Tuesday, February 18, 2014

Important Stock Market Definitions

If you are considering a career in the financial services industry, you may have to successfully complete the Canadian Securities Course (CSC). If you are currently working in the industry, the CSC will enhance your skills and ensure that you are able to provide the most complete services for your clients and help you excel in your career.

Private investors can also benefit from the course study because it will enhance your understanding of investment principles and allow you to become a more knowledgeable investor.

To busy to take the course? Relax, as a post grad I now offer you a glossary of terms that covers the important stuff. Study the following and you’re on your way to being a successful advisor / investor.

Important Stock Market Definitions

Bull Market: What the markets do after you sell because of a recession, corporate scandal, political unrest, war jitters and soaring oil & gold prices.

Bear Market: What the markets do after you buy because of bright economic conditions, corporate earnings growth, peace in the middle east, and low oil & gold prices.  

Bond: A magical piece of paper that is worth more when the economy is bad and then worth less when the economy is really bad.

Call Option: The opportunity to lose small amounts of money over short time periods.

Cash Flow: The movement of money from a mutual fund to the fund manager. Sometimes called management fees or MER’s.

Commission: Question; How can I prevent commissions and fees from eating up my trading profits? Answer; Trade less.

Covered Call Writing: The strategy of losing a stock if it goes up and retaining if it goes down.

Dollar Cost Averaging: The strategy of averaging down on a losing mutual fund investment.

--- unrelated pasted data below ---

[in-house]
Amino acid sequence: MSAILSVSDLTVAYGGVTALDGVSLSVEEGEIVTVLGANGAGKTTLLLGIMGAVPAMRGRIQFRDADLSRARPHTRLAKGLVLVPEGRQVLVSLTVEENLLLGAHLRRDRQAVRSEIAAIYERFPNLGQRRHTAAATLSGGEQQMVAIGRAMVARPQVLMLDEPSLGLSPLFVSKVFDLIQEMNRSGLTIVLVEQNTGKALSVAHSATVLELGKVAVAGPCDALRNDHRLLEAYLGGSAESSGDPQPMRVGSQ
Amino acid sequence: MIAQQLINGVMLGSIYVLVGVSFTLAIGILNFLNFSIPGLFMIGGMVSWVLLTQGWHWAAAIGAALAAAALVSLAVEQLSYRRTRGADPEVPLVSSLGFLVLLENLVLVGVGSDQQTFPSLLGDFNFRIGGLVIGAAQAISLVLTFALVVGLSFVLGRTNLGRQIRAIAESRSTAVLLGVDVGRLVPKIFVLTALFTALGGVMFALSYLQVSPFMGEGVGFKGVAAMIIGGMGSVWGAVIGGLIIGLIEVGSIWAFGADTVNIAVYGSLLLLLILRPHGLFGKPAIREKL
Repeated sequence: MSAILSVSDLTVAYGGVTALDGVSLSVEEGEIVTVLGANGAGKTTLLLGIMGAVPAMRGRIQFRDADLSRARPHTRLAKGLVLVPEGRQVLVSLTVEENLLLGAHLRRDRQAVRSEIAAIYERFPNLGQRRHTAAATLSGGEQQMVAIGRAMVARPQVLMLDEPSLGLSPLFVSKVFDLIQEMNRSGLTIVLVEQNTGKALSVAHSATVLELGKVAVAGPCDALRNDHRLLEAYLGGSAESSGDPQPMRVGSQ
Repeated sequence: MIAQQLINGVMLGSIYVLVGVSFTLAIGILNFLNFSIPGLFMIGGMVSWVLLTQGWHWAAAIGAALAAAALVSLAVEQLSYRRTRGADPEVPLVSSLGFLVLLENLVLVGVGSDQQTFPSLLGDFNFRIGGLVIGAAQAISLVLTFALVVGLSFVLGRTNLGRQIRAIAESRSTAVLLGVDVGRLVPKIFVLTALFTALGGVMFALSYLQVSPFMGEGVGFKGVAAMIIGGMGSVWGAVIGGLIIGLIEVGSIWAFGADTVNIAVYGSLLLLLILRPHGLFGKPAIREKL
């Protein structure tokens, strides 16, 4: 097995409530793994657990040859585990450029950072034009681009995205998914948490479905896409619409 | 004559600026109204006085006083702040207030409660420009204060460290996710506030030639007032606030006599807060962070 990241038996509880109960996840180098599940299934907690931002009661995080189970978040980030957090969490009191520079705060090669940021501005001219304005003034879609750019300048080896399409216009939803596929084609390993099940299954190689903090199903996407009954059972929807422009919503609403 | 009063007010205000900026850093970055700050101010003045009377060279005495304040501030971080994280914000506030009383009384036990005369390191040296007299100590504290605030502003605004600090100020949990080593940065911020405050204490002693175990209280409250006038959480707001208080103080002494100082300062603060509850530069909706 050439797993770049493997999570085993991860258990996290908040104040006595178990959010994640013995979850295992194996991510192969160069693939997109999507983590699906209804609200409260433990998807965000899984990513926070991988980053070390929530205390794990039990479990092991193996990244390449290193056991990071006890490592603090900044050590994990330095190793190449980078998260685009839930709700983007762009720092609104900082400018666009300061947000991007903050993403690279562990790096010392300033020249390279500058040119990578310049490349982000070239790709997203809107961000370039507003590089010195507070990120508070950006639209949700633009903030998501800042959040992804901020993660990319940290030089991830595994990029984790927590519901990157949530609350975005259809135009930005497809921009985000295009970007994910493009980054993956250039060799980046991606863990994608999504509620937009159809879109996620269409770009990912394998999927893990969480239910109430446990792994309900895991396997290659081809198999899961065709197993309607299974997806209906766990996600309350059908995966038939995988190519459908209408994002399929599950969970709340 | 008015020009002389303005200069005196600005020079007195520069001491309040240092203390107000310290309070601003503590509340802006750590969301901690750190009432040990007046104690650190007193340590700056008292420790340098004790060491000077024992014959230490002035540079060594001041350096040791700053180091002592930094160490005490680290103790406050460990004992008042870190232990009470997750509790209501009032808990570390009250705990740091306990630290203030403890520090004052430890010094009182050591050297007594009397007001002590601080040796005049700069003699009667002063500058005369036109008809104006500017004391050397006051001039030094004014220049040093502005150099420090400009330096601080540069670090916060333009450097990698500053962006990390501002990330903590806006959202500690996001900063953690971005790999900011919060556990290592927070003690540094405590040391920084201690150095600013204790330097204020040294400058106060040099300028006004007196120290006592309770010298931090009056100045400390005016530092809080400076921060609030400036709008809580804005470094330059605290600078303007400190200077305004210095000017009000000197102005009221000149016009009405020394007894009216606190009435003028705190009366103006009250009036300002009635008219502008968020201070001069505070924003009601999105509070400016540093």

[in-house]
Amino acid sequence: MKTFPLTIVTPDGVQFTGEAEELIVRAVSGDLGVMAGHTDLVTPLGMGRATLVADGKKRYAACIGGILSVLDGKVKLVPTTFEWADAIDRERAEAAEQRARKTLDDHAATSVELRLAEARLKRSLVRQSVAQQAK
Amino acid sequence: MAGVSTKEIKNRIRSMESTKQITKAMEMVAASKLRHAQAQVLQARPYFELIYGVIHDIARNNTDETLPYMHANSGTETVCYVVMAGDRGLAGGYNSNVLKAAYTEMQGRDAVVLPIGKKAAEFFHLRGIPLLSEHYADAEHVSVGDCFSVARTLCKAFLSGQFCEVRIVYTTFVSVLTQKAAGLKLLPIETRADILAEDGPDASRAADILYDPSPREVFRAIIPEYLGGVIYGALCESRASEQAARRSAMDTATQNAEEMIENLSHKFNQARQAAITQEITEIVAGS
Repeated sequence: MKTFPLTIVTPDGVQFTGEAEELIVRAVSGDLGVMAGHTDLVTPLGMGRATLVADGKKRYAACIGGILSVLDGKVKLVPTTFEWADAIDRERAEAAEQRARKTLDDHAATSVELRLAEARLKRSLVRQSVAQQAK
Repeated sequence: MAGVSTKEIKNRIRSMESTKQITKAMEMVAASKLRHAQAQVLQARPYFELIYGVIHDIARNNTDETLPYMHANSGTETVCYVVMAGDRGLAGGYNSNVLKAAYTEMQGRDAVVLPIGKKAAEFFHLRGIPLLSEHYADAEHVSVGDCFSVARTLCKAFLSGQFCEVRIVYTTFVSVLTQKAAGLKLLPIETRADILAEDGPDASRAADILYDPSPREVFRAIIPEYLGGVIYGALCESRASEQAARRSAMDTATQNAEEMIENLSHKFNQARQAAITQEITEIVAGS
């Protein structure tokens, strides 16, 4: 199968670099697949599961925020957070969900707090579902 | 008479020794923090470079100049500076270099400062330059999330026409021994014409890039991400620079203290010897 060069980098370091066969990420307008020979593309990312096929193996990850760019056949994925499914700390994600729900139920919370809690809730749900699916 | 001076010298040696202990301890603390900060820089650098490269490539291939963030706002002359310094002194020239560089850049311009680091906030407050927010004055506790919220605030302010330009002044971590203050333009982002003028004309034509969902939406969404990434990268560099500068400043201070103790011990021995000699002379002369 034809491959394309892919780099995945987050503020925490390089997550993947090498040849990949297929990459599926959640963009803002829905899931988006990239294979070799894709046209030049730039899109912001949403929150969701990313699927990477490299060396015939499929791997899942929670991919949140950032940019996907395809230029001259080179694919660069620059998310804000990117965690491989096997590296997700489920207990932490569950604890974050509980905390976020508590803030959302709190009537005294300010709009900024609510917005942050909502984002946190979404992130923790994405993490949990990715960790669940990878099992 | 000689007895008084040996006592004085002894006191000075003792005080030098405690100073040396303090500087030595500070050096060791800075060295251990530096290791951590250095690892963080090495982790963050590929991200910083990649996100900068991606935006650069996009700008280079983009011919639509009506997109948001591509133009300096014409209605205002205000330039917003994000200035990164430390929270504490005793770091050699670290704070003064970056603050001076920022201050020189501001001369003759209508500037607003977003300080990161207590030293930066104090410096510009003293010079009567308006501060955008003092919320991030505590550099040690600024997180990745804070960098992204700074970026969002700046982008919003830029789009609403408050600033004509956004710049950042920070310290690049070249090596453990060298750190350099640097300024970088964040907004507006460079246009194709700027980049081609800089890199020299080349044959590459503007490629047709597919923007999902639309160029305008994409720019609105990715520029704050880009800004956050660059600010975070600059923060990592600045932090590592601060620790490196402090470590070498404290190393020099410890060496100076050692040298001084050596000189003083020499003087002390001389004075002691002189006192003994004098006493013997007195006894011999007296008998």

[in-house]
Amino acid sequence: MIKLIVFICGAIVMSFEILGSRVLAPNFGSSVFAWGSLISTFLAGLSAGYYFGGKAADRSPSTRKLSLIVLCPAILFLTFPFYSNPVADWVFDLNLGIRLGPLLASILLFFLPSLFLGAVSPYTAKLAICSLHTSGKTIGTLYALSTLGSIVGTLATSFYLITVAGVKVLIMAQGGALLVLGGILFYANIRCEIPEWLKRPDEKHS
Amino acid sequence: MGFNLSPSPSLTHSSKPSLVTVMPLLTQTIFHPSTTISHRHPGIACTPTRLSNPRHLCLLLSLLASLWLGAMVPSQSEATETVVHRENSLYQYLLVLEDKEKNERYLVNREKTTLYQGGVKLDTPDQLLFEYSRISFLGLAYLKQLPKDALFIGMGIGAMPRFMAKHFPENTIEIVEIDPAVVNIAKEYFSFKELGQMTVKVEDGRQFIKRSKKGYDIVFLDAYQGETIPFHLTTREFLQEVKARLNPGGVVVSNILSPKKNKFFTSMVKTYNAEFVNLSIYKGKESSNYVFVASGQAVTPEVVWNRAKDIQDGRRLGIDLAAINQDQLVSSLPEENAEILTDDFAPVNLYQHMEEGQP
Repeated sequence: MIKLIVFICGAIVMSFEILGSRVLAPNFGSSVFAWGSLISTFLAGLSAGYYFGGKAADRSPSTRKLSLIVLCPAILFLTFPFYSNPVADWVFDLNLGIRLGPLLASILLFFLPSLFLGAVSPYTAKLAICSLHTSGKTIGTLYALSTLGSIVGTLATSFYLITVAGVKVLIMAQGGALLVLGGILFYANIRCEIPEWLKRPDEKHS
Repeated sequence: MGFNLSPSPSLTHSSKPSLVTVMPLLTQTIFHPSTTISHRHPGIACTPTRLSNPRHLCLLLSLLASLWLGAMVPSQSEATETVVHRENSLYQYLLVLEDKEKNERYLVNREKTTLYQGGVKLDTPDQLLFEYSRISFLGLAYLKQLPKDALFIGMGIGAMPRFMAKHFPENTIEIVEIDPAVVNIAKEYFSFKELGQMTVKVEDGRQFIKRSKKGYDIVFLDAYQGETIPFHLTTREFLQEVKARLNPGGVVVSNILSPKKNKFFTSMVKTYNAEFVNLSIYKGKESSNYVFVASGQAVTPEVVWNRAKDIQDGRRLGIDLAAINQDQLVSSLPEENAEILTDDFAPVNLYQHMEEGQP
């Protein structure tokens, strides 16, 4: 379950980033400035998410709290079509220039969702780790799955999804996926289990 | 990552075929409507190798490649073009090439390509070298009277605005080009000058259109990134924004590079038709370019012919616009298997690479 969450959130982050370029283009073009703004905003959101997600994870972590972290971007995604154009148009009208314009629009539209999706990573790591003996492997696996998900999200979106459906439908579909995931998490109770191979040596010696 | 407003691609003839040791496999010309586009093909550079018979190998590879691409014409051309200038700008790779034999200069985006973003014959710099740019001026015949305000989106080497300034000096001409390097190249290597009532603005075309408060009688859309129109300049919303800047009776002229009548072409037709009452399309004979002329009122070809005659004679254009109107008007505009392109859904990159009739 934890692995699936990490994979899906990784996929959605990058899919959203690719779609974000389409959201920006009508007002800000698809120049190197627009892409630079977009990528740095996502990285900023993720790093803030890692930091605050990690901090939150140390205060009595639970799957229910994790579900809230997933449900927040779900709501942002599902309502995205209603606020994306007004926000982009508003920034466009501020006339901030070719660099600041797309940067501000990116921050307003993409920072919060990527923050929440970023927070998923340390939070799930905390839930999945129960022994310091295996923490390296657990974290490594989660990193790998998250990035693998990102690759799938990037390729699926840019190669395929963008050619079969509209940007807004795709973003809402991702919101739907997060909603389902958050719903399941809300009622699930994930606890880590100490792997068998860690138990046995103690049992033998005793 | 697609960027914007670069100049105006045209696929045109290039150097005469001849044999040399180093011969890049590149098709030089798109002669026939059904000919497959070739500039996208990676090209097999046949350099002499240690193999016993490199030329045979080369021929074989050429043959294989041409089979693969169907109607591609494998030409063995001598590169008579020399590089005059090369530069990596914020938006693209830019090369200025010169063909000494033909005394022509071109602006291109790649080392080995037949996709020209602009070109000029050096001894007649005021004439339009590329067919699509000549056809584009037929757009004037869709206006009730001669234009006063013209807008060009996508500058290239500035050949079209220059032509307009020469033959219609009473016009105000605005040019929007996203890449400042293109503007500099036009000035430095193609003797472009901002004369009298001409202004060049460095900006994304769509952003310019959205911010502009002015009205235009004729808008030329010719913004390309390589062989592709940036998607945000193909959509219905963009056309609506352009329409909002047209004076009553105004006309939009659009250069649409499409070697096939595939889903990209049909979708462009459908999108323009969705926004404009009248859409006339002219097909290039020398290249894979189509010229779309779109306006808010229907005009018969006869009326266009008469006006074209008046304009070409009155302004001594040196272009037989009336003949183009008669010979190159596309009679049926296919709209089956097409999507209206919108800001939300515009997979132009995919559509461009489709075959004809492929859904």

Day Trader: The opportunity to loss large amounts of money over short time periods.

Long Term Investor: A day trader who has refused to sell a losing trade.

Good Investor: Will agonise for weeks over a buy decision and sell on impulse.
Bad Investor: Will buy on impulse and agonise for weeks over a sell decision.

Investor Advocate: A bad investor looking for someone else to blame.

Fundamental Analyst: Analysts who think they are right.

Financial Planner: Jack of all trades and master of none.

Financial Columnist: Legend in their own mind.

Institutional Investors: A special group of investors who are good at passing exams.

Margin Debit: The unique opportunity to have your original investment go to zero and lose 200 percent of your capital.

Market Correction: What the markets do the day after you buy stocks.

P/E Ratio: Better known as the panic/exit ratio. Fund managers use this number to calculate the time required for all of the unit holders to bail out of a fund.

Seasonal Books: They are published once a year and say the same thing they said last year.

Seasonal Investing: In an uptrend you buy low, sell high and then buy back even higher. In a downtrend you sell high, buy low and then sell even lower.

Short Position: A type of trade where a person sells stocks they don't actually own. You can also be short on rent payments, car payments and alimony.

Stock: A magical piece of paper that is worth more when the economy is good and then worth less when the economy is really good.

Stock Broker: The guy who disappears when your stock goes down, only to reappear if the stock subsequently rallies.

Stock split: When your ex-wife and her lawyer split your equity portfolio equally between themselves.

Trailer Fees: The money you pay to your financial planner to buy and never sell.

Technical Analyst: Analysts who think the market is right.

Momentum Investing: The art of buying high and selling lower.

Value Investing: The art of buying low and selling even lower.

So there you have it. You have to know the rules to play the game.

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